In both my books about historical sex, Sinner’s Grand Tour and Napoleon’s Privates, the legend of the medieval chastity belt cropped up regularly. Examples of these sinister devices are displayed all over Europe, often in hokey “Torture Museums” for wide-eyed tourists. But what’s the truth behind the stories? I began to dig a little, and found that, as usual, the real story was more complicated (and interesting) than the myth…
DESPERATE CRUSADER WIVES: Who wore the chastity belt?
Long-distance relationships have always been problematic. Tradition holds that it was the first Crusaders who devised chastity belts to keep their wives faithful while they were on campaign in the Holy Land in 1196. But as with so many things, the Middle Ages get a bad rap: These sadistic fashion accessories were actually invented in Renaissance Italy some two centuries afterwards. Today, the oldest authentic chastity belts date from the 1500s; other versions once thought to date from the crusader era have been discredited as nineteenth-century copies made for Victorian collectors as “erotic” curios. What’s more, while there are still quite a few fiendish-looking examples of “iron knickers” (as the English called them) on display today in the museums of Europe, there are as yet no first-hand reports from any women who were forced to wear them.
Studying the authentic belts, scholars have charted how their design evolved over time. The simplest had a leather-padded metal band around the waist and an “eagle’s beak” of metal or ivory that cupped over the vagina. Soon, Italian husbands realized that this left their wives vulnerable to “the methods of coitus which were said to have been introduced into Italy from the East,” (in the discreet words of learned chastity belt specialist E.J. Dingwall). A new model offered a metal band that could be locked between a woman’s legs, leaving only a small opening for both anus and vagina. The style-conscious Italian artists beautified the belts with heart-shaped orifices, golden inlay, elaborate scrollwork and tasteful images of Adam and Eve. One at the Museum of Kalmar in Sweden has a naked woman grabbing a fox’s bushy tail as he passes between her legs (“Stop, little fox! I have caught you. You have often been through there!”)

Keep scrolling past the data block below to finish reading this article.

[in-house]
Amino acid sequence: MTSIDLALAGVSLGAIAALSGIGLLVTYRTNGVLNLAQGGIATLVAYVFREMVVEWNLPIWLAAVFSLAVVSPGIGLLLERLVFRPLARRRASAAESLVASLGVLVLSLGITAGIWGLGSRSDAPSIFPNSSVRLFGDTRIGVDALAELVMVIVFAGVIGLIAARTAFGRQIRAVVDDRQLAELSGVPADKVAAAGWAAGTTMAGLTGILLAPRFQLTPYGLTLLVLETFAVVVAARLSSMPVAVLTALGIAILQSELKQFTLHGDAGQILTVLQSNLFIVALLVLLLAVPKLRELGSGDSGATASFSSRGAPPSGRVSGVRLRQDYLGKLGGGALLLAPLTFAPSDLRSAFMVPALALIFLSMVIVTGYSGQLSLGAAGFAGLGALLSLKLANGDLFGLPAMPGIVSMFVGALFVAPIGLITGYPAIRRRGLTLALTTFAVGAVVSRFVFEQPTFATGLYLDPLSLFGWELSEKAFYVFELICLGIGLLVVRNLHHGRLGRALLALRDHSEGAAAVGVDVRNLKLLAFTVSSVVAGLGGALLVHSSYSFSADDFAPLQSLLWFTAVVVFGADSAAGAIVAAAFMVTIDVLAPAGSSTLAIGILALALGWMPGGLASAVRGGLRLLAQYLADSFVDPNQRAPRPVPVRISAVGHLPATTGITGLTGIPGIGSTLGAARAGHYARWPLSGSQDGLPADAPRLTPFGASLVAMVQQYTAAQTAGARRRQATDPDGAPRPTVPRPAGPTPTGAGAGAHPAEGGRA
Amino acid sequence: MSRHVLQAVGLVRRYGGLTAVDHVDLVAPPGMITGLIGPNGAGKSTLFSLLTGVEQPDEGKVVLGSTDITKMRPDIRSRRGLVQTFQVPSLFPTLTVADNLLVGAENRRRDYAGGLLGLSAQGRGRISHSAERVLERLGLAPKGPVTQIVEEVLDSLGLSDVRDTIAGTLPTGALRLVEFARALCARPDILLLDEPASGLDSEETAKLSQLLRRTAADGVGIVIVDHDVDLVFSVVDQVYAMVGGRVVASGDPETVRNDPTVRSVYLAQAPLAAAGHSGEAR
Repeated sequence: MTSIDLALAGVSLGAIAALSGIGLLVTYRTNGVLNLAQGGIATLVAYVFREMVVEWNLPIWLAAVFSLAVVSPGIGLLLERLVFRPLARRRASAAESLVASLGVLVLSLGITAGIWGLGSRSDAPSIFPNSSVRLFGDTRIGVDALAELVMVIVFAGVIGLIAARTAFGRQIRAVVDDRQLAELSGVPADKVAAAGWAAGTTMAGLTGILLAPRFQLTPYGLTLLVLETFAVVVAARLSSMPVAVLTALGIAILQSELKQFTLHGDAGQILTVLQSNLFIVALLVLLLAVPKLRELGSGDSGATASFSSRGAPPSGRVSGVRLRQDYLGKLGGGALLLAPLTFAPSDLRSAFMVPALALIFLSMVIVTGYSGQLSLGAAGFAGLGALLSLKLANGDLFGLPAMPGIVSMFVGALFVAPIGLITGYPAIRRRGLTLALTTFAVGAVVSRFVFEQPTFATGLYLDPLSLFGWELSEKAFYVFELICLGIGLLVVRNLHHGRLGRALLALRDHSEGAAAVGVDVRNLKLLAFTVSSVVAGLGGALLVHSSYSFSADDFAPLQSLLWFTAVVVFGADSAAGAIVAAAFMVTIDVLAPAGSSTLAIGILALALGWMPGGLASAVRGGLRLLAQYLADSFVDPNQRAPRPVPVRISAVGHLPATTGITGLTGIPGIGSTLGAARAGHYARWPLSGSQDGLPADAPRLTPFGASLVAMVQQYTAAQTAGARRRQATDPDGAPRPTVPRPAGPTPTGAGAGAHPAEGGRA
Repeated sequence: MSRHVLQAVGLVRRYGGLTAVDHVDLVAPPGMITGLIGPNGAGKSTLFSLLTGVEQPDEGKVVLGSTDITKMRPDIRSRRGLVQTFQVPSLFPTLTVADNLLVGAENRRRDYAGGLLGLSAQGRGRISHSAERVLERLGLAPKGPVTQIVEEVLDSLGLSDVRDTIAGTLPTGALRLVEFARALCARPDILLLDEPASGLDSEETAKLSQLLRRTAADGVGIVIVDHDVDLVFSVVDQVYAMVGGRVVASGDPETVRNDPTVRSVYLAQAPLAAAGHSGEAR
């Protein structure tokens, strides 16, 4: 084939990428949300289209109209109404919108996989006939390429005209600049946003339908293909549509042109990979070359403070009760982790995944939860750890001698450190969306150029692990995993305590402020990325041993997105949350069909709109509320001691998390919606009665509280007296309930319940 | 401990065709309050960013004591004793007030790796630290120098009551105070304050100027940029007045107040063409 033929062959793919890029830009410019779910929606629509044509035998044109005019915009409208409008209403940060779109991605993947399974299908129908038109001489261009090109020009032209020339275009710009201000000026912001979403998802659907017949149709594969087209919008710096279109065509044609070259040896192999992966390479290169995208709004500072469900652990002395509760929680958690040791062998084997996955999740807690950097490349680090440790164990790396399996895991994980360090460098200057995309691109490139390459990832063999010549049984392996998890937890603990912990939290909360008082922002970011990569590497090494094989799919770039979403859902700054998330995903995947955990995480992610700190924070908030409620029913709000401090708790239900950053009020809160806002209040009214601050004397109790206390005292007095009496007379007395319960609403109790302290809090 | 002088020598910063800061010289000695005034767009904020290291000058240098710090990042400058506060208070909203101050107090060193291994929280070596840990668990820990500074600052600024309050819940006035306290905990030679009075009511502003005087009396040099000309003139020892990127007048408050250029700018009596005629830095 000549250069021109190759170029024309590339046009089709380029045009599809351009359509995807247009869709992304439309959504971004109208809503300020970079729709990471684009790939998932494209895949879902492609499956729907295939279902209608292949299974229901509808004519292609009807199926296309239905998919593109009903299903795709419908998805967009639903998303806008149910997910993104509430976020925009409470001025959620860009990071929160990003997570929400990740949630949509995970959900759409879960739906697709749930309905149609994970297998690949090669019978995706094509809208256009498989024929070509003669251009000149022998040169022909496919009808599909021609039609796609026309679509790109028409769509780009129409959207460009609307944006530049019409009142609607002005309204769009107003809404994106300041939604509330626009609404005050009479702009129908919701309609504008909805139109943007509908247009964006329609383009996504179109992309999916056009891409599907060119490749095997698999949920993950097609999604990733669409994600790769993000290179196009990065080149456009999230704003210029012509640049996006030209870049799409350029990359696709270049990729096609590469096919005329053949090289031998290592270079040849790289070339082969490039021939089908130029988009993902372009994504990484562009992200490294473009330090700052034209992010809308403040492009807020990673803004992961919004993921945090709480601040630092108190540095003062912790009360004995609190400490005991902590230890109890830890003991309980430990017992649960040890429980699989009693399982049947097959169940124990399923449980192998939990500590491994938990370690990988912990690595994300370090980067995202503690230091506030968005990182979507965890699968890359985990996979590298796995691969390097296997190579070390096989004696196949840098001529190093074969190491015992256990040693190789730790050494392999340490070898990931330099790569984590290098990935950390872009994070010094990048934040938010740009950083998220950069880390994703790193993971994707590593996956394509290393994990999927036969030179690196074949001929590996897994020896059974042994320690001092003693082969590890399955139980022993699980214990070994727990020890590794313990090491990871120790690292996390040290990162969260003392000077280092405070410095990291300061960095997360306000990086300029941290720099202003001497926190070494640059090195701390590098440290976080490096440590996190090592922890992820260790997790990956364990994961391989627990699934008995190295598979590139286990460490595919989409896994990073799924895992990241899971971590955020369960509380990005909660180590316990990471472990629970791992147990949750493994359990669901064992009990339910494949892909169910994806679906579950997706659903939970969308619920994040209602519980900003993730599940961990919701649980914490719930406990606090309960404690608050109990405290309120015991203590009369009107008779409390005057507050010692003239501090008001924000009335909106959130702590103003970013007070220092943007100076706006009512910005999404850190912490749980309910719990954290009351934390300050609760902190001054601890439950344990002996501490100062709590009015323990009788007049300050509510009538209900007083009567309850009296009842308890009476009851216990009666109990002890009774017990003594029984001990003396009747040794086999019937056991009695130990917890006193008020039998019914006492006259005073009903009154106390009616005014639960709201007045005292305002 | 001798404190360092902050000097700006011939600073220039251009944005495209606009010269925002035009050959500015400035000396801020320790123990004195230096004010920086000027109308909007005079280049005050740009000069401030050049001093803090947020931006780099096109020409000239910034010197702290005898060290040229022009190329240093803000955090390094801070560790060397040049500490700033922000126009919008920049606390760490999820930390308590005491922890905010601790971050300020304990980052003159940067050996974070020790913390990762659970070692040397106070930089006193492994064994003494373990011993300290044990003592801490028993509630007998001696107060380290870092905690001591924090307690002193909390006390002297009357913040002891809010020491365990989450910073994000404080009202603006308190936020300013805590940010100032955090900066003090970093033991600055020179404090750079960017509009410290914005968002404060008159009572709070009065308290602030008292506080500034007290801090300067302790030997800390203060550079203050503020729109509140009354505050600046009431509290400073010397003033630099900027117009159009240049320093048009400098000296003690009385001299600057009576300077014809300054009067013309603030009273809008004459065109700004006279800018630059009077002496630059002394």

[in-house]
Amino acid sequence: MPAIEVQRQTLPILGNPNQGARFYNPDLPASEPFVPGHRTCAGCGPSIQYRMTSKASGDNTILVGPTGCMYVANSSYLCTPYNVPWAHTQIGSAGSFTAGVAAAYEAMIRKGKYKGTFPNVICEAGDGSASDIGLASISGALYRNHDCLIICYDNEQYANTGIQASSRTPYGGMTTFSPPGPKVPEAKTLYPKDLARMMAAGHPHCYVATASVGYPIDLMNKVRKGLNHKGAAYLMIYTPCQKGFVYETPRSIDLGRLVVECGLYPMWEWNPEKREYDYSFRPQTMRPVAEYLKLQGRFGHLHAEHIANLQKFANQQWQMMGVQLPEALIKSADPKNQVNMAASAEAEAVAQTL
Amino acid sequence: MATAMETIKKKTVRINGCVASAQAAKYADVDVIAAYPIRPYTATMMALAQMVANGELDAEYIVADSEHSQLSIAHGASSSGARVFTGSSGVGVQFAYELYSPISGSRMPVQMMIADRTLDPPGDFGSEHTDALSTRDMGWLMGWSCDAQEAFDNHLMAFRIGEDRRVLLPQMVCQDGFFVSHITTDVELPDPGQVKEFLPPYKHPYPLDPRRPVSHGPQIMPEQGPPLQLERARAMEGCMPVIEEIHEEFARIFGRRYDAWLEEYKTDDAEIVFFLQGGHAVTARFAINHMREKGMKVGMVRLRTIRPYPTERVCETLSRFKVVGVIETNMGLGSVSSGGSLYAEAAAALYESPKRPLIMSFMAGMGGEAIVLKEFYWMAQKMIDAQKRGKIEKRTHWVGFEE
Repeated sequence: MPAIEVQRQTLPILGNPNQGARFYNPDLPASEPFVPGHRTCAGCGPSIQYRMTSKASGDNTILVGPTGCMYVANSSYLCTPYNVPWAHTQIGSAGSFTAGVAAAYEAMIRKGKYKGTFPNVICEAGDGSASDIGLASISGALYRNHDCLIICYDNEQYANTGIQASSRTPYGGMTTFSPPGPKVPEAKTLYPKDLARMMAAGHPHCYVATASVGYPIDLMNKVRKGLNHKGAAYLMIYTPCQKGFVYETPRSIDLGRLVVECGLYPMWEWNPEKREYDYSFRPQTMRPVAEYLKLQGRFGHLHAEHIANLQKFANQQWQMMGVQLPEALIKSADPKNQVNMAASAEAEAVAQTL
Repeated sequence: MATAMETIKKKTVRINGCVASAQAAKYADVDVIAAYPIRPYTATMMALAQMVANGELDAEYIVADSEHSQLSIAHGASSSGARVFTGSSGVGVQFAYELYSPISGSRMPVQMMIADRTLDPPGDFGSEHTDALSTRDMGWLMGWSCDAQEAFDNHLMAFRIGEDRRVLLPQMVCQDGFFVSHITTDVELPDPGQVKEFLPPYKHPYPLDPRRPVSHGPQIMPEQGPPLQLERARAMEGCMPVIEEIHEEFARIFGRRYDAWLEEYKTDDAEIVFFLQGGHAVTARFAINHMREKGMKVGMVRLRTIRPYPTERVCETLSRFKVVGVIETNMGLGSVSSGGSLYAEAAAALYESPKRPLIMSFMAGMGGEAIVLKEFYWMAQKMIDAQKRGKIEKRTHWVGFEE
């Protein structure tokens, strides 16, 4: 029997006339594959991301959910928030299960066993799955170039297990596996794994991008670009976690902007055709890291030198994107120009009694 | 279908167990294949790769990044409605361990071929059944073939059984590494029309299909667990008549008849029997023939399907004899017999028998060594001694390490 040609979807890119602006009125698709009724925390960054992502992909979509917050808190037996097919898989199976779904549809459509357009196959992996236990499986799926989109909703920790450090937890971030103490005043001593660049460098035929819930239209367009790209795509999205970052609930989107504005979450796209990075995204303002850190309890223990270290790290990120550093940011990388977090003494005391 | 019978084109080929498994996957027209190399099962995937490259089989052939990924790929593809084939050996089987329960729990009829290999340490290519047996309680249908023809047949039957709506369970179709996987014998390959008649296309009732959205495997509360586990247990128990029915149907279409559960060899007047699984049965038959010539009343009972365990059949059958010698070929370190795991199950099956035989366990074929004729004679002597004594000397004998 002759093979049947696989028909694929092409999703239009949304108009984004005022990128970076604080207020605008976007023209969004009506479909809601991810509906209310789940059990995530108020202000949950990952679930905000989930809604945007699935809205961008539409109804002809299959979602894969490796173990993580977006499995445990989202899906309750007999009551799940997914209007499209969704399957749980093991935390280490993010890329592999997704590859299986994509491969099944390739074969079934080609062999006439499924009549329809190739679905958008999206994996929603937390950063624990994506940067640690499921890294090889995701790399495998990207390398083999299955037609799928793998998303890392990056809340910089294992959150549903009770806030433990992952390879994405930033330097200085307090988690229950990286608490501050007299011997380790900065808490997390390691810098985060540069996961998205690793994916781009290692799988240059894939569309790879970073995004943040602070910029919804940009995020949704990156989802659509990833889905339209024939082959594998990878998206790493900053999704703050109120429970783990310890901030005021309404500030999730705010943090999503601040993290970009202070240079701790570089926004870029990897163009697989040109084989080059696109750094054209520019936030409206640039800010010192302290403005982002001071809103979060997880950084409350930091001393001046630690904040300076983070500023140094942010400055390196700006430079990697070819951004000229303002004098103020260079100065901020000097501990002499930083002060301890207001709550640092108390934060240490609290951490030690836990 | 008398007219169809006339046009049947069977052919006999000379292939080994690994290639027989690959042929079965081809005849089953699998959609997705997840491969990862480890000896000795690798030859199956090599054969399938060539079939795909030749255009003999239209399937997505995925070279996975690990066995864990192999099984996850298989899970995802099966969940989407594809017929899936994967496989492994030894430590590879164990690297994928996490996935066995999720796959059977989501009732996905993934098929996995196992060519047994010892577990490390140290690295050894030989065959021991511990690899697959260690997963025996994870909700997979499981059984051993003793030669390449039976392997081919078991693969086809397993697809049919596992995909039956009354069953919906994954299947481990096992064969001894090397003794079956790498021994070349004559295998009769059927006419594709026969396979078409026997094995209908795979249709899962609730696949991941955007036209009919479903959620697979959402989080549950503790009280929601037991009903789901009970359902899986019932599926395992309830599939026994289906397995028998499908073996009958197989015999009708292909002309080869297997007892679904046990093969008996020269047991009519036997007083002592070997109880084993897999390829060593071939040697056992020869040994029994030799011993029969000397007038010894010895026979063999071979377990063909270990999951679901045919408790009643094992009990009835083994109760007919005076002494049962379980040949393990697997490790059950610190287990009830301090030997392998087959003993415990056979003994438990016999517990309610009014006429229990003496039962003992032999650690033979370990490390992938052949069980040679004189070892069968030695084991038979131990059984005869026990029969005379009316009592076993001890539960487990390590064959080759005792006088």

The obvious discomfort and impracticality of wearing these torturous items has led some historians to insist they were never really used. But the consensus today is that they probably were worn by some unfortunate women, in rare cases and for short periods of time. (Specific references are thin on the ground and late in date, but in France in 1750, a Nîmes lawyer prosecuted one Pierre Berlhe for deflowering a young lady and then locking her in a belt. A female skeleton from the 1700s was exhumed in a small Austrian cemetery and found to have a rusted belt locked around the hips. And as late as 1892, Parisians were shocked by the sensational case of a man named Hufferte who tied his wife to a bed in a belt). Obviously, there were some serious hygiene issues. As the author Elizabeth Abbot sums it up with excessive clarity in the History of Celibacy: “the interior of the belt must soon have been fetid, soiled, and caked with errant excrement. Sleeping must have been nightmarishly difficult, as the belt pressed down into the flesh. Washing the enclosed areas was impossible, for the sharp metal teeth at each womanly aperture would be as lethal to fingers holding a cloth as to a penis.”